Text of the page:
Each child then chose a silent book, explaining why the cover had caught their eye and guessing at the story inside. With their parents, whose English was more limited, they ‘read’ the book in a mixture of Arabic and English. Through questions and wonderings, everyone entered into the stories and beyond, imagining prequels and sequels, or using the illustrations to weave more strands into the story.
The children then took it in turns to sit on a ‘flying carpet’ in the middle of the group and tell their story to everyone. They drew pictures inspired by the books and the conversations around them.
A brilliant reminder of the unique delight and intimacy that a book unhindered by words can bring.
We had an unforgettable midnight tour of the new Greek National Library during the Athens Congress with our wonderful spontaneous tour guide Sofi Gilda of IBBY Greece. The Stavros Niarchos Foundation Cultural Centre library was alive in the darkness with readers, browsers, students drinking coffee and chatting amid the halls and shelves and walkways of this state-of-the-art work of art.
There must be so many beautiful, creative libraries and library services in IBBY countries around the world. Two of Ireland’s treasures are the 18th Century Long Room at Trinity College Dublin and the Marsh Library a few blocks away. The Long Room is a Hogwarts-worthy wonder lined with marble busts of great philosophers and writers.
Marsh’s Library, beside St Patrick’s Cathedral in Dublin is Ireland’s first public library dating from the 17th Century. The interior is beautifully preserved with oak shelves and three ‘cages’ in which scholars were locked to protect the books, complete with a skull on their desk to remind them of their mortality. A serious business, reading …
A warm welcome from IBBY Ireland to Europe’s new section, IBBY Albania.
Looking for books in a different language? The IBBY Europe website https://www.ibby-europe.org/ promotes books in European languages. To find out how to use the website to add new books and replace those out of print, contact Hasmig Chahinian at firstname.lastname@example.org).
The European Newsletter: October 15 is the deadline for sending your news and pictures for the next edition. For more details, contact Hasmig at the above email.
The IBBY European Conference: thanks to the support of the Bologna Children's Book Fair and IBBY Italy, the second regional Conference will be held in Bologna on 4 April 2019. The conference theme is Languages in Europe, supporting the right of every child to access books in his/her own language. As well as exploring theories of language learning, speakers and participants will share experiences and ways for national sections to increase the availability of books in different languages. All ideas and suggestions for speakers are welcome. Please contact email@example.com
The organising committee are: Doris Breitmoser, Hasmig Chahinian, Eva Devos, Pam Dix, Sabine Fuchs, Deborah Soria, David Tolin.
A powerful theme at this week’s IBBY Congress in Athens was the ability of children’s books to bring hope in chaotic, confusing and, for many, terrifying times. In her talk ‘Before they Give the Order’, author Deborah Ellis (The Breadwinner etc. http://deborahellis.com/) spoke of books as prevention not cure. Children brought up on stories about vastly different lives and perspectives will grow into global citizens - politicians, truck drivers, lawyers, parents, teachers, shopkeepers - full of empathy, compassionate curiosity and the ability to connect with other cultures. This generation of peace-lovers, she said, will be equipped to resist and drown out the voice of anyone who ‘gives the order’ to shoot, abuse, ethnically cleanse or hate in any other terribly human way.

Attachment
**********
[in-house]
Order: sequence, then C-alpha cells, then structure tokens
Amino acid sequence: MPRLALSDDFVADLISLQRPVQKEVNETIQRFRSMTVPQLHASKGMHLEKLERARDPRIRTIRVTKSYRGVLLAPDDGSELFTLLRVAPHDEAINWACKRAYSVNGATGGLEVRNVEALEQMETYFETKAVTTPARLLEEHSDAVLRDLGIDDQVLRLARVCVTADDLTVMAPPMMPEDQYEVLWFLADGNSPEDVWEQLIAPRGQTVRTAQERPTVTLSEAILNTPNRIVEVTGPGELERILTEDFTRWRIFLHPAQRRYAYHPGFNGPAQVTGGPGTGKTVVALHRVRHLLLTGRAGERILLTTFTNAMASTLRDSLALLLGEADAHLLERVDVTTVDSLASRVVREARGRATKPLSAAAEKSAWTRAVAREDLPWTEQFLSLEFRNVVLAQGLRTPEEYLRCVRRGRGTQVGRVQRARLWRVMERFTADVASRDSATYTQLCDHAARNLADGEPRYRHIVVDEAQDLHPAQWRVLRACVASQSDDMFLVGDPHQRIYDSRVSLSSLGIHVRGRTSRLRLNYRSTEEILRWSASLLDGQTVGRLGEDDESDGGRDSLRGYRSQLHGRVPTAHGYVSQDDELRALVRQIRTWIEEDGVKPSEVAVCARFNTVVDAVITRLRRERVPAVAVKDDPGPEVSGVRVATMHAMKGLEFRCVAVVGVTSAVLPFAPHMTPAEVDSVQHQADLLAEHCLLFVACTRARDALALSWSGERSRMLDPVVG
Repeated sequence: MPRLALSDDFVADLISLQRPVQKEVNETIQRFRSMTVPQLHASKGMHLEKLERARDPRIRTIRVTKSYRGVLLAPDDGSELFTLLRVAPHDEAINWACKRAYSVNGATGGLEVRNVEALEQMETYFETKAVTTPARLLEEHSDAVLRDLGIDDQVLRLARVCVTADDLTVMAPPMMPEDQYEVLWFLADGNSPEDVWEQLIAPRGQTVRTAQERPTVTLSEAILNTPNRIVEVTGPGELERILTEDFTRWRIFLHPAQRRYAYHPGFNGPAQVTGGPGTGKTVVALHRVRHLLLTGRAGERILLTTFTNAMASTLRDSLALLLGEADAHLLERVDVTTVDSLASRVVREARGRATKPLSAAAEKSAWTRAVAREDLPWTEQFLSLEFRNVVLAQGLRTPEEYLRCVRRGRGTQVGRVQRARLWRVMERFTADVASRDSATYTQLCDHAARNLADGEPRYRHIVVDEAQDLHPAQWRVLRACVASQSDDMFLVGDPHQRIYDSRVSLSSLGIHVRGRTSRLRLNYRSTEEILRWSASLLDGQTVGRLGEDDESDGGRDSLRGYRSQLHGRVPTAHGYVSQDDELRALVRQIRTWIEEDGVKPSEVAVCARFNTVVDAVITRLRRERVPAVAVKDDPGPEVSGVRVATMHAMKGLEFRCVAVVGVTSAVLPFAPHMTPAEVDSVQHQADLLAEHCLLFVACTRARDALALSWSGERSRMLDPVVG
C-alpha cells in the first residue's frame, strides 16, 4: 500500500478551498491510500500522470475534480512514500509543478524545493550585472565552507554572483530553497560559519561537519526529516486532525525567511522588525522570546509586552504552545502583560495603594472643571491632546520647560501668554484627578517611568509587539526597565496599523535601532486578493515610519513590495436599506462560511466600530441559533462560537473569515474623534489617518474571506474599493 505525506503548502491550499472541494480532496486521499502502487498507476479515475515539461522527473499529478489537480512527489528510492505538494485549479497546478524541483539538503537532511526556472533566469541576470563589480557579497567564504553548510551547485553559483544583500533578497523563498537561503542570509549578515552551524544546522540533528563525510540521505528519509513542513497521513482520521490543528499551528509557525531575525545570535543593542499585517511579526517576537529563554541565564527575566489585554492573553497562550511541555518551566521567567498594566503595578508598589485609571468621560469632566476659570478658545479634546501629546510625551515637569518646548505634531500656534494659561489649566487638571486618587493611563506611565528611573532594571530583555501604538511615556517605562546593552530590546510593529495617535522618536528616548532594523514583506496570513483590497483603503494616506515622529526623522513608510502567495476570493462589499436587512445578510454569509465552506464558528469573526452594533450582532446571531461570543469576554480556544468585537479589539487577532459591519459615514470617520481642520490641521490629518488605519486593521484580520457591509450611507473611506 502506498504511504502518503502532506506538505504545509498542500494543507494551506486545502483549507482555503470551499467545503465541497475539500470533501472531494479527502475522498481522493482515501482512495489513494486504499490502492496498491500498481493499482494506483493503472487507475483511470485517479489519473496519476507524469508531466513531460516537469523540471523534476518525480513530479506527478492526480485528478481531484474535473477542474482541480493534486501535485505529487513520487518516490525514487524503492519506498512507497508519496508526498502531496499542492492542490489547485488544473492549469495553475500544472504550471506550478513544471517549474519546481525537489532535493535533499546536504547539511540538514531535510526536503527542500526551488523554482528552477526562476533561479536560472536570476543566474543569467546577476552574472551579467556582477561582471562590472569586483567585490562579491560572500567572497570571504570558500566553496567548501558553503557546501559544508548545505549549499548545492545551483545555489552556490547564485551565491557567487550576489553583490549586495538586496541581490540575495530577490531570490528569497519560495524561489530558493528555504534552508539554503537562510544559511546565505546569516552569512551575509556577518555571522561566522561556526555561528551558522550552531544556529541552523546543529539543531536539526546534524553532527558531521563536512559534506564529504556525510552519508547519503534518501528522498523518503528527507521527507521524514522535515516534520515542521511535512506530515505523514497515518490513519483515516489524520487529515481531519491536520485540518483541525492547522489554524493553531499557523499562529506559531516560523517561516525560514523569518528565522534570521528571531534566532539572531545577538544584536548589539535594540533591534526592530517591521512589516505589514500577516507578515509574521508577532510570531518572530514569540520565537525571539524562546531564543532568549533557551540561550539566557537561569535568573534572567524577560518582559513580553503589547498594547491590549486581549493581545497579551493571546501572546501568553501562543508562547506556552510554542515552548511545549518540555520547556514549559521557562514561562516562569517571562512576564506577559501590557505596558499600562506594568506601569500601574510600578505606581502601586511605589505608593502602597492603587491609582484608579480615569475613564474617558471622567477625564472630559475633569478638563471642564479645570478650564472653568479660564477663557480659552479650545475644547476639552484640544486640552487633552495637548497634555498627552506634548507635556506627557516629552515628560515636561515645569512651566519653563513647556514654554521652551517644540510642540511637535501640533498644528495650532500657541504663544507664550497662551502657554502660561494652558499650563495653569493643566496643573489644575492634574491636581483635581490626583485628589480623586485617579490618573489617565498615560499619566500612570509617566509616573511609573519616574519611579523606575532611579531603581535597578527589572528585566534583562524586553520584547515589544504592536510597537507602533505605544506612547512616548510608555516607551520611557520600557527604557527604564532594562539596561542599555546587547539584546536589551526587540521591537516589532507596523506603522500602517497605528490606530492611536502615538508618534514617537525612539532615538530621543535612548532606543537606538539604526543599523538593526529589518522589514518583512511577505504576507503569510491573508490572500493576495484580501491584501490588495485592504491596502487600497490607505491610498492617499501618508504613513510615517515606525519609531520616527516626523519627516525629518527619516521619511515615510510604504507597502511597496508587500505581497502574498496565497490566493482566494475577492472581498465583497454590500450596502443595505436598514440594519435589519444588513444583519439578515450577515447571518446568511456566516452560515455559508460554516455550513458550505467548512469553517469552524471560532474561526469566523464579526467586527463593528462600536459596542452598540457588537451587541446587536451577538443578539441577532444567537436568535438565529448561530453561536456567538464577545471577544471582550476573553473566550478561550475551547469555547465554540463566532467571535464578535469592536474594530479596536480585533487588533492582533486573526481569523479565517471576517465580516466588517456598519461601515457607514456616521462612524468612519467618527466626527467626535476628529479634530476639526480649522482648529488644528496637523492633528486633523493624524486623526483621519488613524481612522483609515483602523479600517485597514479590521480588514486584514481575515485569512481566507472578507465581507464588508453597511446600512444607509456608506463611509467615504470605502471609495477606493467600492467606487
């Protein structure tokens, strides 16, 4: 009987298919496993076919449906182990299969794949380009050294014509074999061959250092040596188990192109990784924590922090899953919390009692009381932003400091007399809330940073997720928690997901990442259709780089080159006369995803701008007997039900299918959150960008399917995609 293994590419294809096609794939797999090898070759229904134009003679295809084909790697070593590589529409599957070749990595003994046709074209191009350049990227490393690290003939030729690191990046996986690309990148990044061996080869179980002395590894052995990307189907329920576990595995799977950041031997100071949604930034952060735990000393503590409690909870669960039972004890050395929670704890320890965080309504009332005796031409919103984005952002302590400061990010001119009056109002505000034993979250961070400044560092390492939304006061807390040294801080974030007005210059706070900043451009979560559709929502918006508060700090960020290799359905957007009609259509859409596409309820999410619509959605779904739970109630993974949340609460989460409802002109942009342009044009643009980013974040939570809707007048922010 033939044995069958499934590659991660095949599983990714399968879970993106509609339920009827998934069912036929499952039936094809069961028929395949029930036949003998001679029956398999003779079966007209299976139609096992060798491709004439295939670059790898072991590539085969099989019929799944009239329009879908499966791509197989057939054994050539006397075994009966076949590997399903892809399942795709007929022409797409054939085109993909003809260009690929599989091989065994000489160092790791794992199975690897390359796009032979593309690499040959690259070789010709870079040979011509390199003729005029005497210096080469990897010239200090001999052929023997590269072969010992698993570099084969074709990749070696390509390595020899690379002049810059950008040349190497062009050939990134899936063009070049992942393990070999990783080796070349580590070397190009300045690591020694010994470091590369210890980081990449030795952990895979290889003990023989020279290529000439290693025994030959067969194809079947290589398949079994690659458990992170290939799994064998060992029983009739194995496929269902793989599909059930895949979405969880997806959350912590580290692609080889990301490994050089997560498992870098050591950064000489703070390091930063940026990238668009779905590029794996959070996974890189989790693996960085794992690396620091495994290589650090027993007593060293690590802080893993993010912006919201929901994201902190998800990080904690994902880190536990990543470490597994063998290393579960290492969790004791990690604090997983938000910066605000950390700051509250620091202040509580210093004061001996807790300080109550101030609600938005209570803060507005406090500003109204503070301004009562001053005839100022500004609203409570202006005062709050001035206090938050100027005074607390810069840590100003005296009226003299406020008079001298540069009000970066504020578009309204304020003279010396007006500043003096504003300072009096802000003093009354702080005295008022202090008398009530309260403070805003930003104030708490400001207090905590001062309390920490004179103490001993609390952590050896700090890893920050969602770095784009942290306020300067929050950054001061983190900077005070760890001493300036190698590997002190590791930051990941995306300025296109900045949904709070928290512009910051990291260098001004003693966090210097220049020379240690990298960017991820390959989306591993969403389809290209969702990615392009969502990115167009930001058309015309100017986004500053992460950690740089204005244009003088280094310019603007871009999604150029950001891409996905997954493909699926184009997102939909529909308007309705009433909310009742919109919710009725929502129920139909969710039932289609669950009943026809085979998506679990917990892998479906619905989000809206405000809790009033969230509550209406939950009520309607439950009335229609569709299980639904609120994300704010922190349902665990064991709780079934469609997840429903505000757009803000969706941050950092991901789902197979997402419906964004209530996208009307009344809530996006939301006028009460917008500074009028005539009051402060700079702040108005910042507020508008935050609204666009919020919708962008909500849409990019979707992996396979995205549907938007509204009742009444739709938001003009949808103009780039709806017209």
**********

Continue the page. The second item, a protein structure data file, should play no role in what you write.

Gregory Maguire (Wicked etc. http://gregorymaguire.com/) turned on ‘The Light Within the Story’. He celebrated fairy tales as beacons of ‘heroic generosity … small and intense like garlic’ that endure because they champion love, kindness, justice and mercy. (Of course they do a good line in sexism, ageism, ugly-ism etc. too, but his enchanting talk swept us above the isms and into their beauty.)
Inspiring, thrilling stuff – all made possible by the wonderful generosity and organisation of the hosts, IBBY Greece. Where better to light up the darkness than the birthplace of democracy? Go raibh míle maith agat from IBBY Ireland for a wonderful three days.
Talk about melting pot – East and West have met with a cheer at the 36th IBBY International Congress in Athens. On the first of the three-day conference, delegates and speakers from many of the 76 member countries presented papers and posters and shared ideas and stories to promote intercultural understanding through children’s books.
From fairy tale retellings to refugee experiences portrayed in literature, talks explored ways of bringing east and west together through books. Themes included the use of boats in stories, real and fictional, to act as bridges between cultures, and depictions of war in Greek literature from Herodotus to modern graphic novels.
And perhaps the highlight - a sung and spoken performance of parts of Homer’s Odyssey, accompanied variously by an Ancient Greek flute, harp and conch shell.